The common recommendation is to use Blender with a desktop computer, but as hardware grows more powerful and the demand for mobility increase year by year, even for 3D artists, the laptop is increasingly becoming the hardware of choice. With that comes certain challenges when you are trying to create the artwork of your career.
Go to Edit->preferences and check "Emulate numpad" and "Emulate 3 button mouse". Your number row now act as the numpad, enabling you to navigate, and you can use Alt+LMB to orbit the camera, Alt+Shift+LMB to pan and Alt+Ctrl+LMB to zoom.
There are more changes we may want to make and features that may help us create art more effectively. But it depends on what features our laptop has. Read on for the full story to an effective mobile 3D art creation experience using Blender.
If you plan to use a laptop with Blender, at the very least I would recommend you get a standard mouse with two buttons and a clickable scroll wheel. You will be a lot more efficient using a mouse than relying on your trackpad.
If you want to stay compact, there are even options to mix it with a numpad. In the razor Naga series for instance there are several mouse models with nine buttons on the side that you can set up as a number pad. If you search for "mmo mouse" on Google, you will find several alternatives to this series as well.
If you still want to use a trackpad though, the biggest problems you will have is navigation and selection. You should follow these steps to enable "Emulate 3 button mouse" in Blender.
What this does is that it allows you to use the Alt, Alt+Shift and Alt+Ctrl keys together with a left trackpad click to emulate the orbit, pan and zoom according to the list below:
For more information on viewport navigation, you can read this guide.
Related content: How to move the camera in Blender
We can also use the overlay gizmo buttons on the right side of the 3D viewport to navigate. You can click and drag the axis widget to orbit or click on specific axis in the graphics to go to the corresponding orthographic view.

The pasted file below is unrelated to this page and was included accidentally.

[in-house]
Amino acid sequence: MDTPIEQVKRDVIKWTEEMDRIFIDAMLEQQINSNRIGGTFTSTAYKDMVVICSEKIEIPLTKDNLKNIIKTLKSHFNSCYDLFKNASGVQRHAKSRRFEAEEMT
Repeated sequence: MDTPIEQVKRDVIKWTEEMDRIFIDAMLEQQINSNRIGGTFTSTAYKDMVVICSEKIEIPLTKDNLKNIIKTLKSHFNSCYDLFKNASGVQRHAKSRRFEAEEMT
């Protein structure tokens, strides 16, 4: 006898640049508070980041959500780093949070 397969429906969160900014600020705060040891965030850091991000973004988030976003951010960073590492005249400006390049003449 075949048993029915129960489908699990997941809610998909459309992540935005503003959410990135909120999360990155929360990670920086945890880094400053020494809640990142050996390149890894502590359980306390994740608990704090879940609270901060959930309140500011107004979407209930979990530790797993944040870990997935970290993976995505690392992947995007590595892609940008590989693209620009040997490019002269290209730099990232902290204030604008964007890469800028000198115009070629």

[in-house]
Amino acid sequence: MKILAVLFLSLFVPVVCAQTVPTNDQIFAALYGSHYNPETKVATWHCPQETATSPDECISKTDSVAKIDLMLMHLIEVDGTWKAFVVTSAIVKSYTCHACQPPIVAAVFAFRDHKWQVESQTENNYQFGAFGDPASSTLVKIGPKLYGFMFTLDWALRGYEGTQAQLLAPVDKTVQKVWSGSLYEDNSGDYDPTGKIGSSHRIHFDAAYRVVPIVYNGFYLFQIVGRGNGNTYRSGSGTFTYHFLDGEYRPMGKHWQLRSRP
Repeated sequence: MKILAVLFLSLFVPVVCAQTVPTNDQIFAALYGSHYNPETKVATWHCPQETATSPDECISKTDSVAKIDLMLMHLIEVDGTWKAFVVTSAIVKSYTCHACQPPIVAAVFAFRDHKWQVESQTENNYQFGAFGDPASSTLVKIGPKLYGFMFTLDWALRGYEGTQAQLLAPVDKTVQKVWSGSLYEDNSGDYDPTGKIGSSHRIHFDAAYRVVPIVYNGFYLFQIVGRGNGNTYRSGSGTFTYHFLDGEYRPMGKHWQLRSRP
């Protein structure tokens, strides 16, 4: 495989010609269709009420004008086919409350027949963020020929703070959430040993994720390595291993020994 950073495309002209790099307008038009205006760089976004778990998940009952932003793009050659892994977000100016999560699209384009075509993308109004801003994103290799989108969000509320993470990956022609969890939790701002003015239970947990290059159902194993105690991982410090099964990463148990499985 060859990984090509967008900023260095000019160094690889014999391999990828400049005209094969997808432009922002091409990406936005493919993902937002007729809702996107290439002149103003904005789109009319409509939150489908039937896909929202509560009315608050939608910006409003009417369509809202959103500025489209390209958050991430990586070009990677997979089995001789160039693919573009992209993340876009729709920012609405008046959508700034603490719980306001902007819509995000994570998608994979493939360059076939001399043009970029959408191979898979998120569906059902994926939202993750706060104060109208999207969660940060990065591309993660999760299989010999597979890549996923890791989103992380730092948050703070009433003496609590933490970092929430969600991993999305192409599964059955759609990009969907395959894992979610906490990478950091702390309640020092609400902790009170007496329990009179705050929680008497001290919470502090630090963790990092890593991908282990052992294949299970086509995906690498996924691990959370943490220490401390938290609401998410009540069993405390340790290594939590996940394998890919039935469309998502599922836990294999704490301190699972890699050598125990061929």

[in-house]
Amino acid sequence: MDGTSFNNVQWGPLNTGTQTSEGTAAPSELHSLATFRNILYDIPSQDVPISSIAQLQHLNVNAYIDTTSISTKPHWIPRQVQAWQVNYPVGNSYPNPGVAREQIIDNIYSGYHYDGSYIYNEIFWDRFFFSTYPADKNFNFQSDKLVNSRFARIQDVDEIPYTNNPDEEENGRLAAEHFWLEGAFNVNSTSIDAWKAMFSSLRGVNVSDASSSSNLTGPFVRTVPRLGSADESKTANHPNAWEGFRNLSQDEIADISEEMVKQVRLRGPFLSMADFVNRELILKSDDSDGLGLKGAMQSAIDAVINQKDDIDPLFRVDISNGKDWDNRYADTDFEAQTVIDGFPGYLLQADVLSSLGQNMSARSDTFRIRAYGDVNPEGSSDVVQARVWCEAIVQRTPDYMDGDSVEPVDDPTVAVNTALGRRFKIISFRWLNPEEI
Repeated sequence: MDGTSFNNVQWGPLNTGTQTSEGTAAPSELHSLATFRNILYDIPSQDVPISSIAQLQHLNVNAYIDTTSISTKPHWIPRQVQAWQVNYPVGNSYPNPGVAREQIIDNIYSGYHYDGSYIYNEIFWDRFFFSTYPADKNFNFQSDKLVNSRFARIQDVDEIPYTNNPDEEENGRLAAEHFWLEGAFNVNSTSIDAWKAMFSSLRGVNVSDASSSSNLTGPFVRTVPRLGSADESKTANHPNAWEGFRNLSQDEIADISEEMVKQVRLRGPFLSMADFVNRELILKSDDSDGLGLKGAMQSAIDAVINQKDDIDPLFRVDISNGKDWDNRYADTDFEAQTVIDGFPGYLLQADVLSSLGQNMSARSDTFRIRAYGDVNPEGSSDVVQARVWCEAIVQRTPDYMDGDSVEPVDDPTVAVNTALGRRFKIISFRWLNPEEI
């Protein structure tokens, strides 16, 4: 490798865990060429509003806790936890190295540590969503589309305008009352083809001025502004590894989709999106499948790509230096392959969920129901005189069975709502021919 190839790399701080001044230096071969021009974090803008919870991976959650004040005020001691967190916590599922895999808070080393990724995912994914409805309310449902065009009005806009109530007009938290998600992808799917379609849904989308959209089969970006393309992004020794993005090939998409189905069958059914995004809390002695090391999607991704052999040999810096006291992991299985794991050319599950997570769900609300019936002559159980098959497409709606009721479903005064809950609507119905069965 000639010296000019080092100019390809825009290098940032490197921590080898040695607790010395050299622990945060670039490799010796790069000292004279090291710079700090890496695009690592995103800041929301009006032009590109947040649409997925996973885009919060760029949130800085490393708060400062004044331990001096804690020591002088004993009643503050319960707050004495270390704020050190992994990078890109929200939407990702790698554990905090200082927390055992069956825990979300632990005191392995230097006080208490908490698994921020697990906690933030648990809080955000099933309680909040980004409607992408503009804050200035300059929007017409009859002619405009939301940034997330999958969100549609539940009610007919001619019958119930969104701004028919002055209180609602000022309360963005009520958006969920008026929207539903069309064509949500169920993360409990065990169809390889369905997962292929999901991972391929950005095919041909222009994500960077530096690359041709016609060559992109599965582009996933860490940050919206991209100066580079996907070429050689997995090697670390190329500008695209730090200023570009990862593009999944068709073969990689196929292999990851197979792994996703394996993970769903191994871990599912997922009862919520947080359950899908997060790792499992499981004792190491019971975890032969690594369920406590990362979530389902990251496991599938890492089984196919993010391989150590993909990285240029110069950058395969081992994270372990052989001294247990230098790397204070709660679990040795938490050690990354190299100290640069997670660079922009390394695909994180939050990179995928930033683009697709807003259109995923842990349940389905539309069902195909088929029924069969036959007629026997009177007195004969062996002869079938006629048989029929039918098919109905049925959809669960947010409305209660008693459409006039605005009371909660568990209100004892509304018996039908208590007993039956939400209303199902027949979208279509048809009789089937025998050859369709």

Related content: How to use the gizmo in Blender?
We can also use the hand and magnifying glass icons to click and drag to perform zooming panning.
The primary conveniences we miss out on is related to navigation when we don't have a numpad. The numpad provide us with hotkeys to quickly move to precise camera angles, like left, right, top or bottom. The number zero on the number pad also switches to the camera view and numpad period let us zoom to our selection. A very handy navigation shortcut.
Related content: Blender shortcut keys: How to find, manage, change, and reset
Depending on our mouse setup we have a few options for the number pad if our laptop is missing one.
We may have opted for a mouse/numpad combination with an "mmo mouse" or we could get an external number pad that we plug into a USB port on our computer. These external number pads are often quite cheap and there are both wired and wireless alternatives out there.
But if we don't want a hardware solution, what can we do?
The software solution is to "emulate numpad". Follow these steps:
This changes so that our number row acts as the numbers on the numpad. We can now press 1 on the number row to navigat to the front orthographic view, 3 for right orthographic view and 7 for top view.
However, we lose the ability to quickly switch between vertex, edge and face selection modes in edit mode using the numbers 1,2 and 3.
We will instead need to rebind those keys to another set of keys. Follow these steps.
You will see that there are several "select mode" entries. If you intend to work with grease pencil and UV editing, you will have to change the keymap for those modes as well here.